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Exploring the area of star studies in relation to film fan tourism

I was invited to give a talk as part of the annual Thai Film Archive academic conference. This year one of the panels is different dimensions related to the Thai legendary film star in the 1960s Mitr Chaibancha. With his tragic death of falling down from a helicoptor during the shooting of the film he directed and starred, along with over hundreds of films he acted in the post-war 16mm period, he is possibly the most known historical Thai film star along with the co-actress Petchara Chaowarat.

I wrote about Mitr briefly on Facebook after my trip to Petchaburi for a film location interview related to  a contemporary Thai film First Love which attracted tourists to the restaurant featured in the film from different pan-Asian countries. After the interview, we walked along the street to check out the old town and came across an old wooden house with a marquee 'Storytelling house : Mitr Chaibancha. Initially I thought it was the house that the star was born or lived in but in fact it was a house of a film fan who collected and displayed Mitr's film posters and various memorabilia to share to the passerby. The owner of the house was very kind and informative. He emphasizes the fact that Mitr was born here in Petchaburi (in the area called Ta Mai towards the South). He has always wanted to share his love of Mitr and his place was later incoprated as part of the town's cultural walking street programme which led to the added marquee.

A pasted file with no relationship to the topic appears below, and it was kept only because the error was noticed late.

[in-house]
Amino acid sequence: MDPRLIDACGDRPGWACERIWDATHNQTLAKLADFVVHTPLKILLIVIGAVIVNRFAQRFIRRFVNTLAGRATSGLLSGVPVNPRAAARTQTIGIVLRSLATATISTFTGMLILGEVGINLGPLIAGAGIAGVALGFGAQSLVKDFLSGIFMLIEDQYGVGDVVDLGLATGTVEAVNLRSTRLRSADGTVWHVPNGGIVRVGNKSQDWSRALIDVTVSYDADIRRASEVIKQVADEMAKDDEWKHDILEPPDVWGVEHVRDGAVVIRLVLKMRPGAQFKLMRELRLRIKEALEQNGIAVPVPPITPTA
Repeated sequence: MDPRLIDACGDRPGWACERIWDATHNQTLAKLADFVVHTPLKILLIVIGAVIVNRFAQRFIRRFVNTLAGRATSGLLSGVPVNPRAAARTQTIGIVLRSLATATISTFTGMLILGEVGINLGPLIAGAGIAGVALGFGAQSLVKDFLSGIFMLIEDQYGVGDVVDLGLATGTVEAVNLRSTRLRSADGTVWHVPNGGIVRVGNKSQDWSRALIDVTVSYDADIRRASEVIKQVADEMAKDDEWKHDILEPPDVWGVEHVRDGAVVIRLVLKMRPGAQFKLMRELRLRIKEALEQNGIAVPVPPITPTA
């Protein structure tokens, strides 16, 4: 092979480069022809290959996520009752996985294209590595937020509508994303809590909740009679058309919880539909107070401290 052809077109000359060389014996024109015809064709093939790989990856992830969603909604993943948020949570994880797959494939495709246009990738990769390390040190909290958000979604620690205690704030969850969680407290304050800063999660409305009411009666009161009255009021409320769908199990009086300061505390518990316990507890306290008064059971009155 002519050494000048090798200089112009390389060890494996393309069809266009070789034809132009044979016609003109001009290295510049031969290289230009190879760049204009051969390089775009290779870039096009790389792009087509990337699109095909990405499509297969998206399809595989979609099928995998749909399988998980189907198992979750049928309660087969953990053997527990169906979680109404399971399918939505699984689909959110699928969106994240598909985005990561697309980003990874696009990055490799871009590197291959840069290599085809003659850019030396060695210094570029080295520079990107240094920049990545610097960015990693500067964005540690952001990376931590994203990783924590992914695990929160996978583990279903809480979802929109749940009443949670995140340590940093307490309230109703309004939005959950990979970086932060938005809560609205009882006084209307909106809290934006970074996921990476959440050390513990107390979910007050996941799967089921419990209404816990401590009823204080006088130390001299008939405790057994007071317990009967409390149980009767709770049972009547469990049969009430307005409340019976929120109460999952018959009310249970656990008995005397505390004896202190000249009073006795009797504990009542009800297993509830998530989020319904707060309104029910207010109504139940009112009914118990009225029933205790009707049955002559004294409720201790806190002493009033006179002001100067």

At the Film Archive event, I talked about my encouter with Mitr's film fans and also another Mitr's memory at the old photography shop in Pimai which collected star portraits including those of Mitr and other local stars who had their photographs taken at the shop in the 50s-60s. Apart from offering my reflection on the possiblity of styding Mitr in relation to Thai geopolitics [as he played various roles that resonates with the changing circumstances of the country in the cold war period from a local-style hero to an oversees scholar coming back to Thailand]. I also highlighted the fan-star relation and the way these sites further help memorialize Mitr in everyday life. Whenever the subject of Mitr came to mind, I also think about my father who was amongst one of the audiences of his generation attending all the new films that Mitr was in it as it toured different provinces in Thailand. 

Link to the talk:

The report of the event via the Film Archive newsletter issue 53:

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